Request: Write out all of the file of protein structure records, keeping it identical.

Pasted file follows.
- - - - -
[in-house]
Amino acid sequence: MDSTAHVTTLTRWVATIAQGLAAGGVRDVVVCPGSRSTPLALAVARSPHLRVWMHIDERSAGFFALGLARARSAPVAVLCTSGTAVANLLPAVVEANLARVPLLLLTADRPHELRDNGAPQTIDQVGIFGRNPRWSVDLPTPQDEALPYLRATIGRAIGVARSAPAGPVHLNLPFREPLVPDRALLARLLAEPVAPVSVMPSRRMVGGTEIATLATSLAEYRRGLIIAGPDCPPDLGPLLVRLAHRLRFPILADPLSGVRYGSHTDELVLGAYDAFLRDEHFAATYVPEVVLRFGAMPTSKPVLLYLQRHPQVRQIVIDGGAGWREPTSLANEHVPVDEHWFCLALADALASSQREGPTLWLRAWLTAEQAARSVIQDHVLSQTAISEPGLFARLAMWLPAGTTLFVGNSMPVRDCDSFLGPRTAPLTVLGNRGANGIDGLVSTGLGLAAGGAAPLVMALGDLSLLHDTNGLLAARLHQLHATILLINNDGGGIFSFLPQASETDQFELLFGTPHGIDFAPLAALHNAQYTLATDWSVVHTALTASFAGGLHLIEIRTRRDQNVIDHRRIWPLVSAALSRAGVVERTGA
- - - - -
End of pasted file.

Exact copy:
[in-house]
Amino acid sequence: MDSTAHVTTLTRWVATIAQGLAAGGVRDVVVCPGSRSTPLALAVARSPHLRVWMHIDERSAGFFALGLARARSAPVAVLCTSGTAVANLLPAVVEANLARVPLLLLTADRPHELRDNGAPQTIDQVGIFGRNPRWSVDLPTPQDEALPYLRATIGRAIGVARSAPAGPVHLNLPFREPLVPDRALLARLLAEPVAPVSVMPSRRMVGGTEIATLATSLAEYRRGLIIAGPDCPPDLGPLLVRLAHRLRFPILADPLSGVRYGSHTDELVLGAYDAFLRDEHFAATYVPEVVLRFGAMPTSKPVLLYLQRHPQVRQIVIDGGAGWREPTSLANEHVPVDEHWFCLALADALASSQREGPTLWLRAWLTAEQAARSVIQDHVLSQTAISEPGLFARLAMWLPAGTTLFVGNSMPVRDCDSFLGPRTAPLTVLGNRGANGIDGLVSTGLGLAAGGAAPLVMALGDLSLLHDTNGLLAARLHQLHATILLINNDGGGIFSFLPQASETDQFELLFGTPHGIDFAPLAALHNAQYTLATDWSVVHTALTASFAGGLHLIEIRTRRDQNVIDHRRIWPLVSAALSRAGVVERTGA